- Nominated written essays and/or written accounts of knowledge-building projects should be submitted by the instructor of the Women’s and Gender Studies or College of Liberal Arts course for which the essay or project was completed.
- Instructors should email to WGS Director, Silvia Benso (firstname.lastname@example.org) and to WGS Co-Director, Chris Henry Hinesley (email@example.com):
- 1) the nominated student paper (with writers’ names removed from all pages); d
- 2) a cover sheet indicating the title of the paper, the student’s full name, the student’s university I.D. #, and the name and semester of the course for which the paper/project was completed.
- These materials must be received by 5:00 p.m. on January 27, 2020.
- Instructors may submit more than one paper and/or project to the competition.
Please specify if the submitted work is being considered for other awards.
“Maternal Mortality in the United States: A Sociological Perspective” written for SOCI 322 Society, Environment, & Health (taught by Dr. Anthony Jimenez).
Anna Leah Bowman
“Communication Dynamics and Patient Experience” written for UWRT 150 (taught by Luke Daly).
“Juvenile Sex Offenders” written for WGST/COMM 255 Seminar on Sexual Violence (taught by Stacy DeRooy).
Christine McCullough (Digital Humanities and Social Sciences Major)
“Defining DH: Intersectionality in the Digital Humanities” written for WGST/PHIL 309 Feminist Theory (taught by Evelyn Brister).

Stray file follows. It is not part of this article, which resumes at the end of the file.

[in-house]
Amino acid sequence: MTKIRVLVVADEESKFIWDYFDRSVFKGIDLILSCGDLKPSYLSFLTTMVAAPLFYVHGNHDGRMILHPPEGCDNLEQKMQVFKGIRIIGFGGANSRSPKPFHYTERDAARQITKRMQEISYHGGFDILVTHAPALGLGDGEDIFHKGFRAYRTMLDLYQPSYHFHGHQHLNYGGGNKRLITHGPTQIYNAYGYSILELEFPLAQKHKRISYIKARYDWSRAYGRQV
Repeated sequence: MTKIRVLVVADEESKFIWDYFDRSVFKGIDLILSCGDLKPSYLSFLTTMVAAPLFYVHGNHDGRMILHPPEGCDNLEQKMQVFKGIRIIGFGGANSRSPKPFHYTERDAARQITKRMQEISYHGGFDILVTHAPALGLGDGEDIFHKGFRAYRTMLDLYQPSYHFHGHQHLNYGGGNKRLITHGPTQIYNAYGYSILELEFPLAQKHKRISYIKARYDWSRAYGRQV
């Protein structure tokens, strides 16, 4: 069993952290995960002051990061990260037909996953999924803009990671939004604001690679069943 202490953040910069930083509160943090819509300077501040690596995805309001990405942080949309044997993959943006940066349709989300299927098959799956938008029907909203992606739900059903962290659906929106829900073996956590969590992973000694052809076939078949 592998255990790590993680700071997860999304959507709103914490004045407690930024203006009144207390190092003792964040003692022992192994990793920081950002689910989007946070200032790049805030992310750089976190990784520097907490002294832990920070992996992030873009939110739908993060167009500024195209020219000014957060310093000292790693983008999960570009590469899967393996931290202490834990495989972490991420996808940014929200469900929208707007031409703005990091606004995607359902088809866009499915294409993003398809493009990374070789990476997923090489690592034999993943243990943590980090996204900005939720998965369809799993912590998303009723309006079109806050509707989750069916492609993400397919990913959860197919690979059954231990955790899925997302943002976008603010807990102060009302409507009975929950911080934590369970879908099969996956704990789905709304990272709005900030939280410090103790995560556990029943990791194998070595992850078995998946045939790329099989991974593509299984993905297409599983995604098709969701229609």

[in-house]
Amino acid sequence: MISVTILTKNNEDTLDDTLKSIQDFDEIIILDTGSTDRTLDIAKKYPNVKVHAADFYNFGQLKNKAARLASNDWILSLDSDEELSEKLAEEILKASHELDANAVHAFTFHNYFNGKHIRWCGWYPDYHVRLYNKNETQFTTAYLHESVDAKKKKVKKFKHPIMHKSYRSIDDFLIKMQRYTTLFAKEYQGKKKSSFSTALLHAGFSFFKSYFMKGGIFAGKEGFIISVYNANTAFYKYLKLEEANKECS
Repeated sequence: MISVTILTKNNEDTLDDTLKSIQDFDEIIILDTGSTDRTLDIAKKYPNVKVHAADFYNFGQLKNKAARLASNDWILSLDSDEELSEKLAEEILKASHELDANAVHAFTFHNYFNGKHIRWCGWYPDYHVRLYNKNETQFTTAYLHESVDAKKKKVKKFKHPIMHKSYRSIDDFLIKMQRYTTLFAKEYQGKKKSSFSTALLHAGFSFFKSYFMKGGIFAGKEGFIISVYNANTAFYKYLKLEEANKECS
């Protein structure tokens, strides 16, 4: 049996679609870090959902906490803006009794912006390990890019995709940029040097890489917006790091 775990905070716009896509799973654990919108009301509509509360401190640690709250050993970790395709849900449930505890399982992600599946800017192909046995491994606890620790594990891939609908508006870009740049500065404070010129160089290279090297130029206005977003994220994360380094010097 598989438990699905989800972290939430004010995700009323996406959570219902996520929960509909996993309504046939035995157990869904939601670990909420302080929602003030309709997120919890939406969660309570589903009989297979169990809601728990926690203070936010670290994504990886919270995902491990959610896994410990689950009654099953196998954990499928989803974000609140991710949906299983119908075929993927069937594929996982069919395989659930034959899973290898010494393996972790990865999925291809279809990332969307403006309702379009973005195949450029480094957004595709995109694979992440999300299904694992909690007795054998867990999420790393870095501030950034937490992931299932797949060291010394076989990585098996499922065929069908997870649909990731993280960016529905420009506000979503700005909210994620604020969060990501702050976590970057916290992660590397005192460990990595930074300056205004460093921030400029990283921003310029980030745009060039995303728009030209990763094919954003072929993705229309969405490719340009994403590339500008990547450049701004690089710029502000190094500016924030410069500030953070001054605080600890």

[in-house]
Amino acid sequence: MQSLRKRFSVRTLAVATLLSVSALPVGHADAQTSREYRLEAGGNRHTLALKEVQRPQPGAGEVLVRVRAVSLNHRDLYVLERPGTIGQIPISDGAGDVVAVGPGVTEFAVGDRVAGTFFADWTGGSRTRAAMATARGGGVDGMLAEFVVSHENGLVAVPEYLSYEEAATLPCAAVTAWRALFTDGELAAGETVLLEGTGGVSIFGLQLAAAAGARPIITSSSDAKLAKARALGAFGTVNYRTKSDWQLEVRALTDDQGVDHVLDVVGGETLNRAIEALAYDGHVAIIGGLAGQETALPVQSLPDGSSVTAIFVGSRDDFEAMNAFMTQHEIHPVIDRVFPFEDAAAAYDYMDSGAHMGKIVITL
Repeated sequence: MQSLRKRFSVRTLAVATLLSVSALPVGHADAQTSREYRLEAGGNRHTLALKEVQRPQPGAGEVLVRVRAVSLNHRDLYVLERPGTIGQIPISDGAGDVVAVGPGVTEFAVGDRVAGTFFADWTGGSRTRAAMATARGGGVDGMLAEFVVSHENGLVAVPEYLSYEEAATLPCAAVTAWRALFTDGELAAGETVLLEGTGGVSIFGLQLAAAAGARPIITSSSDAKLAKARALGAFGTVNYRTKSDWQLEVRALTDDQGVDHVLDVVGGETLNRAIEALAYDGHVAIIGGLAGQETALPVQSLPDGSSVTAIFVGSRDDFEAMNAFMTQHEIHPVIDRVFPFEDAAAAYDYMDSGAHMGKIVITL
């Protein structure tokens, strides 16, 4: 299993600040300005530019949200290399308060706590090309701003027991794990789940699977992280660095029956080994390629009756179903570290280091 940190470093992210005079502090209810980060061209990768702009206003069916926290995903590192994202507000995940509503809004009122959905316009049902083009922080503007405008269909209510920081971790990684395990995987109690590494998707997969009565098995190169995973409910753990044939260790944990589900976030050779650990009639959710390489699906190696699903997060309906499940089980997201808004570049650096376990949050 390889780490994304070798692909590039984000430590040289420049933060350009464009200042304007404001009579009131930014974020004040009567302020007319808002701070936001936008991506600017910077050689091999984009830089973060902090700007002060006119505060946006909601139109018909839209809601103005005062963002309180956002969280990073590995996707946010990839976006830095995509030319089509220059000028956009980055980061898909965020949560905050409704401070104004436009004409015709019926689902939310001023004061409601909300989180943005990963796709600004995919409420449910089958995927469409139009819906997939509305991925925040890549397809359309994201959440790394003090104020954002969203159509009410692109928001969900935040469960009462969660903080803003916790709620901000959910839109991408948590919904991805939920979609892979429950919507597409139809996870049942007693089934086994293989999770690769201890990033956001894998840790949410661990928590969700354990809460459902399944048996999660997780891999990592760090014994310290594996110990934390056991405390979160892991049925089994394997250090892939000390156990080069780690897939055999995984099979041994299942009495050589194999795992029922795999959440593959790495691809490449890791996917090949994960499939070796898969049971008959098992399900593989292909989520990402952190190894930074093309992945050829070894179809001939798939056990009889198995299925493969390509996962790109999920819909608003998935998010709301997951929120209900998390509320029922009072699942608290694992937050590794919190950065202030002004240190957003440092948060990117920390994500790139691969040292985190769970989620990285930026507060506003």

Mary C. Sullivan, R.S.M., is a Sister of Mercy living in Rochester, New York. She has taught in elementary and secondary schools and colleges. Dr. Sullivan has been a much-esteemed first female Dean of the RIT College of Liberal Arts from 1977-1987, Chair of the Academic Senate, an English Department Chair, and a committed teacher and scholar of language and literature. She received the Eisenhart Award for Outstanding Teaching in 1995-6 and received the RITirees Award in 2005 in honor of her exemplary service over her 33 years at RIT. She is Professor Emerita of Literature and Dean Emerita of the RIT College of Liberal Arts. Dr. Sullivan continues to model this impressive combination of scholarship, teaching, writing, leadership, and community activism, which we hope to recognize and promote through the Mary Sullivan Awards for RIT’s students who continue exceptional work along these lines in their College of Liberal Arts coursework.